Reviews

I'm Wide Awake, It's Morning

Author: Nancy
02/16/2005 | Scenepointblank.com | www.scenepointblank.com | Album Review
The morning is generally associated with hope and rebirth. Leave it up to sad-eyed pessimist Conor Oberst to reverse this symbol in I'm Wide Awake, It's Morning . Now the morning reveals all the clandestine secrets that lurk in the dark, all the secrets forgotten from a drunken night of destruction bask and glimmer in the sunlight. It brings consequences and challenges; some mornings even appear to be apocalyptic. Somehow, Oberst manages to wake up and get out of bed to uncover the human condition through his dreary songwriting.

From the experimental and gritty lo-fi production of Letting Off the Happiness up to 2002's orchestral opus, Lifted, none of the Bright Eyes albums sound the same. This time around, Oberst has broken the habit of digressing so much that the listener is left wondering how he got from point A to point B; the songs are much more cohesive and connected. He, however, still can't extract himself from his songs and write as a mere bystander. Though it is a method of extending a personal hand to the listener, it leaves a question of whether or not he can consider other points of view, a limitation to both a songwriter and a person.

Since the success of Lifted, Oberst decided he need a change of scenery. He packed his bags and moved to the bustling streets of New York City. Instead of exploring an atmospheric sound common to the most prominent acts in the city, he digs his heels into alt-country and folk tunes. He asked country queen Emmylou Harris to lend some vocals in the songs, "We are Nowhere and It's Now," "Another Travelin' Song," and "Land Locked Blues." I'm Wide Awake's "Land Locked Blues," formerly titled "One Foot in Front of the Other," is a more colorful and fuller version than the one that appears on the Saddle Creek 50 with Harris's bucolic vocals and the addition of a bright trumpet.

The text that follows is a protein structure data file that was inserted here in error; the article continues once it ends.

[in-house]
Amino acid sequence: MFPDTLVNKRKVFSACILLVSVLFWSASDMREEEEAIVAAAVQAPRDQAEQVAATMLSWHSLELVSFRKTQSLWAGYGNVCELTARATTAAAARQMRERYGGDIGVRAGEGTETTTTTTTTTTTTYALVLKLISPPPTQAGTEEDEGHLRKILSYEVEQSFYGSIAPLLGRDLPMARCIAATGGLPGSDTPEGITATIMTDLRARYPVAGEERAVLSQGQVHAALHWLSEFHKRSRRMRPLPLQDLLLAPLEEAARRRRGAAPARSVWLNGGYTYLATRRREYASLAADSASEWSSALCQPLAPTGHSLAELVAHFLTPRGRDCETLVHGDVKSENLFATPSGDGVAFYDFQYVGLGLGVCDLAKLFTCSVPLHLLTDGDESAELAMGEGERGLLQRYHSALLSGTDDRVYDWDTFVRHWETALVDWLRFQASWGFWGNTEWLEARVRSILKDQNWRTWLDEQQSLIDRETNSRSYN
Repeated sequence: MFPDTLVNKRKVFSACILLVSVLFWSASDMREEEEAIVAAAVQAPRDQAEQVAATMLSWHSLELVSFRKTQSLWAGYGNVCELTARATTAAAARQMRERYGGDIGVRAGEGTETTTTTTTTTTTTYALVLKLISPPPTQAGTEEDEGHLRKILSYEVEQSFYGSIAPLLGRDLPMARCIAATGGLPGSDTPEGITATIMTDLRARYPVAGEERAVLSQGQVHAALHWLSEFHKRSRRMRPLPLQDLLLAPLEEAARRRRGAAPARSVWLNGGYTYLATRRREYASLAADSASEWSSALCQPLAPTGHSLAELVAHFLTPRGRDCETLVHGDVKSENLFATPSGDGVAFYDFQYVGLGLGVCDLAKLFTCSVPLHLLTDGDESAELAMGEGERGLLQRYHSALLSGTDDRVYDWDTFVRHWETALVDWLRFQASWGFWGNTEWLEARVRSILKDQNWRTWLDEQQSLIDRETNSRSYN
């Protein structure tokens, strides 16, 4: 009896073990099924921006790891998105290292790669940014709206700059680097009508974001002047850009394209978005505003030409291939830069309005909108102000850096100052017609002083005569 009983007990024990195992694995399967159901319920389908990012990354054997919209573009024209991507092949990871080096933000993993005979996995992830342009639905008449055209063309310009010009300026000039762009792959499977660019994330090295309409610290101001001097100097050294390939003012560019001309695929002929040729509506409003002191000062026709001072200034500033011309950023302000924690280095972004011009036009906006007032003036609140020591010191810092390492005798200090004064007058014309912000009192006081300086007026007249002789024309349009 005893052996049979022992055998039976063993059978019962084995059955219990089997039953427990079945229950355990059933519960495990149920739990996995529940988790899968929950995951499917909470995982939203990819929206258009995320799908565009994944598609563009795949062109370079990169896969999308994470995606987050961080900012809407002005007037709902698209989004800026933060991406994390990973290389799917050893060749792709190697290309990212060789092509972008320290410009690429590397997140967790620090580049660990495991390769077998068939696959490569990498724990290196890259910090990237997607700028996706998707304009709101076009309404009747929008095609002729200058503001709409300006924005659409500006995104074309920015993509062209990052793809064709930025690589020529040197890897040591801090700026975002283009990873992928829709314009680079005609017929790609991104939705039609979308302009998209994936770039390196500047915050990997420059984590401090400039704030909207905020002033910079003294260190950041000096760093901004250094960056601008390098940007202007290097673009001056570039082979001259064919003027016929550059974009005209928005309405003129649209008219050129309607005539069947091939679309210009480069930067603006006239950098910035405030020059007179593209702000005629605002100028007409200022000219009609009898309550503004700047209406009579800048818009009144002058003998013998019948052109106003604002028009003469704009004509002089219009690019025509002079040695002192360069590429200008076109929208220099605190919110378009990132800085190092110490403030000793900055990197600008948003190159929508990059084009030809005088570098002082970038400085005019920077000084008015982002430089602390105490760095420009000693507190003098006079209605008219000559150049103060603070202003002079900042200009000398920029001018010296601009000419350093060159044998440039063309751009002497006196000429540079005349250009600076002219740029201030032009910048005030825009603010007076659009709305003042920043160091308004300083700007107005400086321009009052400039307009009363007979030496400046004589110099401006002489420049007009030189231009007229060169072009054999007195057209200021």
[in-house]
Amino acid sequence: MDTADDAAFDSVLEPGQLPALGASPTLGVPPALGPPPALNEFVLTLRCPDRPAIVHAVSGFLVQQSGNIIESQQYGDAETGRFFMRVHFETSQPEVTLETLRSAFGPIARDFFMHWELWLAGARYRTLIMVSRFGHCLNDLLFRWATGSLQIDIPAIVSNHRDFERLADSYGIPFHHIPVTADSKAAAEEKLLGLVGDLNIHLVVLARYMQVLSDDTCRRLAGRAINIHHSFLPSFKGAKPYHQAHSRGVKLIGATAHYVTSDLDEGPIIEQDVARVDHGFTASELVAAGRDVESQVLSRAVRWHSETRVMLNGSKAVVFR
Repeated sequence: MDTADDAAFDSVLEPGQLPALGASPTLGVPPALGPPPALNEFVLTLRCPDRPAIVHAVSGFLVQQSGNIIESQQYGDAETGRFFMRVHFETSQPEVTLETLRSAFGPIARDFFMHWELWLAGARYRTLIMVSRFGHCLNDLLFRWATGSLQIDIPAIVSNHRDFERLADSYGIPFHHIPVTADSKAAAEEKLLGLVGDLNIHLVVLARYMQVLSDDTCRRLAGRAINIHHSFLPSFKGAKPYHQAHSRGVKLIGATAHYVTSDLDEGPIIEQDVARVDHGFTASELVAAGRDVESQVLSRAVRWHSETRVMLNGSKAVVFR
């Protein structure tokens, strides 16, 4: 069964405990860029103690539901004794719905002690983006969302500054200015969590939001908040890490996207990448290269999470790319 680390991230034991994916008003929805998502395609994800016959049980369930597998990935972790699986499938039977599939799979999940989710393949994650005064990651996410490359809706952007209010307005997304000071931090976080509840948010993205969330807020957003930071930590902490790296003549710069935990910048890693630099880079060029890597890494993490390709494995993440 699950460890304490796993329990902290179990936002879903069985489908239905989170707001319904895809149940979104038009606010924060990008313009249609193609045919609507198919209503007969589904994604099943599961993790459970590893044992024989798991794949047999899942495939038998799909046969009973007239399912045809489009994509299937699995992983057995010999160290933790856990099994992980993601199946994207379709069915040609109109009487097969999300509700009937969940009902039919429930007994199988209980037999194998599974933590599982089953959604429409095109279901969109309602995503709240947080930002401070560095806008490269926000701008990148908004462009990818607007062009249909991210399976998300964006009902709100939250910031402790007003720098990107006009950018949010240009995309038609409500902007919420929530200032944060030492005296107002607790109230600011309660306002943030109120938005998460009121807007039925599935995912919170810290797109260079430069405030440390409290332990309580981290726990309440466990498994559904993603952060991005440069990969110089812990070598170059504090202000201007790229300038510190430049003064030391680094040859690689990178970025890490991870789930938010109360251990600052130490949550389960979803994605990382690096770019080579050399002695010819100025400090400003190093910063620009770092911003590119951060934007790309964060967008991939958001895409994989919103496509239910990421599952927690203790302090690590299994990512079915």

In "At the Bottom of Everything," Oberst assumes his role as a narrator prefacing the actual song with a story. It appears as if he is telling a joke as he describes an awkward airplane ride, but the story takes a bizarre twist when tragedy falls upon the passengers. There is an engine failure and the passengers are being driven to their death. This launches into a catchy country-tinged song. The odd and even grotesque story follows Bright Eyes's tradition of having eccentric preludes to commence the album, and somehow it works. The upbeat melody hints at hope, but it truly just covers his despondent musings on culture and death. "Road to Joy's" melody and lyrics do not match up as well. Although it sounds victorious and glorious, it may possibly the most severely blatant and critical song on the album.

No longer the novelty indie-pop poster boy, Oberst is turning into a serious singer-songwriter. He talks less of pining for a girl that never returns his affections and more of issues that plague the country. The beat-based Digital Ash in a Digital Urn was released at the same time to explore a different outlet, breaking any presumptions that he's some sad singer that just plays tragic. It will be interesting to see which direction he will take in the future.



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